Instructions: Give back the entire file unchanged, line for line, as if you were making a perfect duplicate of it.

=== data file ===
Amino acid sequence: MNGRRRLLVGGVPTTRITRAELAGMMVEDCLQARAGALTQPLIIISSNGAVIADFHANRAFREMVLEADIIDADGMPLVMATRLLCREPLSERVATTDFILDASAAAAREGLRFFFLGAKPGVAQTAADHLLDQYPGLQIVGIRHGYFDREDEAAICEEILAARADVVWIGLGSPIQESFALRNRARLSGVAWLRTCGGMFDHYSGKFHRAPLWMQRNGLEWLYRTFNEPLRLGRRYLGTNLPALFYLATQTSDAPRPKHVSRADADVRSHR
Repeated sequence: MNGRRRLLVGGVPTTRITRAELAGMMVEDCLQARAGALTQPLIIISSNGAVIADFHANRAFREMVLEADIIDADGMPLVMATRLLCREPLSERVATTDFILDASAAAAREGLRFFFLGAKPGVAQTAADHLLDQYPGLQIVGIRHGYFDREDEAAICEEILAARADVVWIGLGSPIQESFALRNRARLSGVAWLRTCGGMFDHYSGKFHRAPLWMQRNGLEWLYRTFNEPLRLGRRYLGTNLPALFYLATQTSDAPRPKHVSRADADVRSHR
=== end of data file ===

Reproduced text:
Amino acid sequence: MNGRRRLLVGGVPTTRITRAELAGMMVEDCLQARAGALTQPLIIISSNGAVIADFHANRAFREMVLEADIIDADGMPLVMATRLLCREPLSERVATTDFILDASAAAAREGLRFFFLGAKPGVAQTAADHLLDQYPGLQIVGIRHGYFDREDEAAICEEILAARADVVWIGLGSPIQESFALRNRARLSGVAWLRTCGGMFDHYSGKFHRAPLWMQRNGLEWLYRTFNEPLRLGRRYLGTNLPALFYLATQTSDAPRPKHVSRADADVRSHR
Repeated sequence: MNGRRRLLVGGVPTTRITRAELAGMMVEDCLQARAGALTQPLIIISSNGAVIADFHANRAFREMVLEADIIDADGMPLVMATRLLCREPLSERVATTDFILDASAAAAREGLRFFFLGAKPGVAQTAADHLLDQYPGLQIVGIRHGYFDREDEAAICEEILAARADVVWIGLGSPIQESFALRNRARLSGVAWLRTCGGMFDHYSGKFHRAPLWMQRNGLEWLYRTFNEPLRLGRRYLGTNLPALFYLATQTSDAPRPKHVSRADADVRSHR